Benjamin Franklin Papers

From Benjamin Franklin to Deborah Franklin, 25 May 1768

To Deborah Franklin

ALS: American Philosophical Society

Pensilvania Coffee House London, May 25. 1768

My dear Child,

I thought Capt. Budden had been gone some Weeks since, but calling here just now, I find he is not sail’d but goes this Evening; so I write this Line to let you know that I continue well. I forget whether I told you in any preceding Letter that I have been at Bath and Bristol. At the latter Place I met Mr. Richardson, junr. who had Letters for me.8 I saw there our old Ac[quaintan]ce Mr. Beddome, 9 who enquired kindly [after] you and Sally. He seems to live very well. I was glad to find by my Letters that you were all well. I wish I could go in this Ship, or Capt. Leach, but must stay a few Weeks longer. I am impatient to be with you, being ever Your affectionate Husband

B Franklin

Addressed: To / Mrs Franklin / Philadelphia / per favour of / Capt. Bud [den] / QD [C]

[Note numbering follows the Franklin Papers source.]

8Almost unquestionably Francis Richardson, known as Frank. He was born in 1746, the son of Francis and Mary Richardson, a well known Philadelphia Quaker family. Despite his heritage Frank decided on a military life; he went to England (presumably carrying the letters to BF), was commissioned in the Foot Guards in 1772, and eventually rose to lieutenant-colonel. In 1775 he was involved as an informer in an alleged conspiracy to kidnap the King. William W. Hinshaw, Encyclopedia of American Quaker Genealogy (6 vols., Ann Arbor, 1936–50), II, 412; John F. Watson, Annals of Philadelphia … (2 vols., Philadelphia, 1844), 1, 560; Samuel Hazard, ed., The Register of Pennsylvania …, VI, no. 11 (Sept. 11, 1830), 167–8; British War Office, A List of Officers of the Army …, 1772 (p. 49) and 1795 (p. 16); Annual Register, XVIII (1775), 239–43.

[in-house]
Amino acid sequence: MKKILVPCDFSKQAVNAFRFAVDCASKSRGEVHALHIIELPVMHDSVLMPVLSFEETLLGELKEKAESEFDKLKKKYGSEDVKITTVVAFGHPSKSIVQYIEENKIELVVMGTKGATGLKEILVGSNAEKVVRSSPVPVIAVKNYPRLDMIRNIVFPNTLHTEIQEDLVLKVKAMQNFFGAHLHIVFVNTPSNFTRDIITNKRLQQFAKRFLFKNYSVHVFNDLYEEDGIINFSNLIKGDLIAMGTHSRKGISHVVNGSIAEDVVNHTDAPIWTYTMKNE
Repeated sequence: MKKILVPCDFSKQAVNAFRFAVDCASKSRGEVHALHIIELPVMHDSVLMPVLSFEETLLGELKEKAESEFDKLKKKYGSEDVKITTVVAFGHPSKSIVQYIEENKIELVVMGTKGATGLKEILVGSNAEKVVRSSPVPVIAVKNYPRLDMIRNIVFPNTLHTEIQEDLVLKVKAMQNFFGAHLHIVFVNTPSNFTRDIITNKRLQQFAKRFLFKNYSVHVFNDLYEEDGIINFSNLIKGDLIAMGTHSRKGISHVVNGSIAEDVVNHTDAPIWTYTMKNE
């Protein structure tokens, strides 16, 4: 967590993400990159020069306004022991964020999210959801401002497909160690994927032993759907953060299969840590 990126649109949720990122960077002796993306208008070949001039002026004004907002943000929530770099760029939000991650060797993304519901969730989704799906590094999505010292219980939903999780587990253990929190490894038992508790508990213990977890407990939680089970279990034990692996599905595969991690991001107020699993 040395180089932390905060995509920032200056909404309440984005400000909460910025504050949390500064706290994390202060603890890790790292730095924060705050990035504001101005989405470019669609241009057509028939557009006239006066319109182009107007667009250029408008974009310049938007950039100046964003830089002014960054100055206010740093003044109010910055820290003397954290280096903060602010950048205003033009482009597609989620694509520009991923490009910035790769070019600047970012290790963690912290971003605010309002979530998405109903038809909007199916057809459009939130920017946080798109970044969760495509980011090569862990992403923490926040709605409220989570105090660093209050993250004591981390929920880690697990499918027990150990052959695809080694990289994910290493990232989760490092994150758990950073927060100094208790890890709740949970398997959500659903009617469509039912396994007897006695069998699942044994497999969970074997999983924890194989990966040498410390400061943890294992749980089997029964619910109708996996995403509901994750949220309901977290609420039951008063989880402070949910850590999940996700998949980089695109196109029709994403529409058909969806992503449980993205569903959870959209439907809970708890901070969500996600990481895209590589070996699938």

9Probably the Rev. Benjamin Beddome (c. 1717–96), the Baptist minister of Bourton-on-the-Water, Glos. There is no evidence that he was ever in America; but he was widely loved and respected by Baptists on both sides of the Atlantic, and in 1770 he was awarded an honorary M.A. from the College of Rhode Island, later Brown University. Gent. Mag., LXV, Pt. II (1795), 795; William Cathcart, ed., The Baptist Encyclopaedia (2 vols., Philadelphia, 1883), I, 92–3; Harry Clifford, History of Bourton-on-the-Water, Gloucestershire (Stow-on-the-Wold, 1916), pp. 89–92.

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